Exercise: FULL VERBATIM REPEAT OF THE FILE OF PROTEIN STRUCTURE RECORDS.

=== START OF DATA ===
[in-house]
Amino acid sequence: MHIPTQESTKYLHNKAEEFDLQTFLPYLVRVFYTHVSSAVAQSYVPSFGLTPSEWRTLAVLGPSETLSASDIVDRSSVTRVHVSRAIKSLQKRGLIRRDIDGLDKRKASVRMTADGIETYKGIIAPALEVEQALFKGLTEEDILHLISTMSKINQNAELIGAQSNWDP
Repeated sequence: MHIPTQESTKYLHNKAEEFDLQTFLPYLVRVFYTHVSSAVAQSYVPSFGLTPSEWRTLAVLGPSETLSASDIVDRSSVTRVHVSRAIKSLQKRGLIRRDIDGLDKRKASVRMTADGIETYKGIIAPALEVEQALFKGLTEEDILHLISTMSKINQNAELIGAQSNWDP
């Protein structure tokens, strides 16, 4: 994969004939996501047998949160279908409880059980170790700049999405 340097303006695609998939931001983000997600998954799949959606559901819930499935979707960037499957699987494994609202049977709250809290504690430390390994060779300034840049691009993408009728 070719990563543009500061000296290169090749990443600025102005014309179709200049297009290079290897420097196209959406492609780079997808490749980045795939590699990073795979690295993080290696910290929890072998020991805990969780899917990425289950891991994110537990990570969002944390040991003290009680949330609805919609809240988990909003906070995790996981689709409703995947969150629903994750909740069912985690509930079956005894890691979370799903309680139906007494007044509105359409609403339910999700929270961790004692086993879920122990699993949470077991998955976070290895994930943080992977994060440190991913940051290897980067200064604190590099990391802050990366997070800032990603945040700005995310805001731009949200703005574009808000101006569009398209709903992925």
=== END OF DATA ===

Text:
[in-house]
Amino acid sequence: MHIPTQESTKYLHNKAEEFDLQTFLPYLVRVFYTHVSSAVAQSYVPSFGLTPSEWRTLAVLGPSETLSASDIVDRSSVTRVHVSRAIKSLQKRGLIRRDIDGLDKRKASVRMTADGIETYKGIIAPALEVEQALFKGLTEEDILHLISTMSKINQNAELIGAQSNWDP
Repeated sequence: MHIPTQESTKYLHNKAEEFDLQTFLPYLVRVFYTHVSSAVAQSYVPSFGLTPSEWRTLAVLGPSETLSASDIVDRSSVTRVHVSRAIKSLQKRGLIRRDIDGLDKRKASVRMTADGIETYKGIIAPALEVEQALFKGLTEEDILHLISTMSKINQNAELIGAQSNWDP
């Protein structure tokens, strides 16, 4: 994969004939996501047998949160279908409880059980170790700049999405 340097303006695609998939931001983000997600998954799949959606559901819930499935979707960037499957699987494994609202049977709250809290504690430390390994060779300034840049691009993408009728 070719990563543009500061000296290169090749990443600025102005014309179709200049297009290079290897420097196209959406492609780079997808490749980045795939590699990073795979690295993080290696910290929890072998020991805990969780899917990425289950891991994110537990990570969002944390040991003290009680949330609805919609809240988990909003906070995790996981689709409703995947969150629903994750909740069912985690509930079956005894890691979370799903309680139906007494007044509105359409609403339910999700929270961790004692086993879920122990699993949470077991998955976070290895994930943080992977994060440190991913940051290897980067200064604190590099990391802050990366997070800032990603945040700005995310805001731009949200703005574009808000101006569009398209709903992925």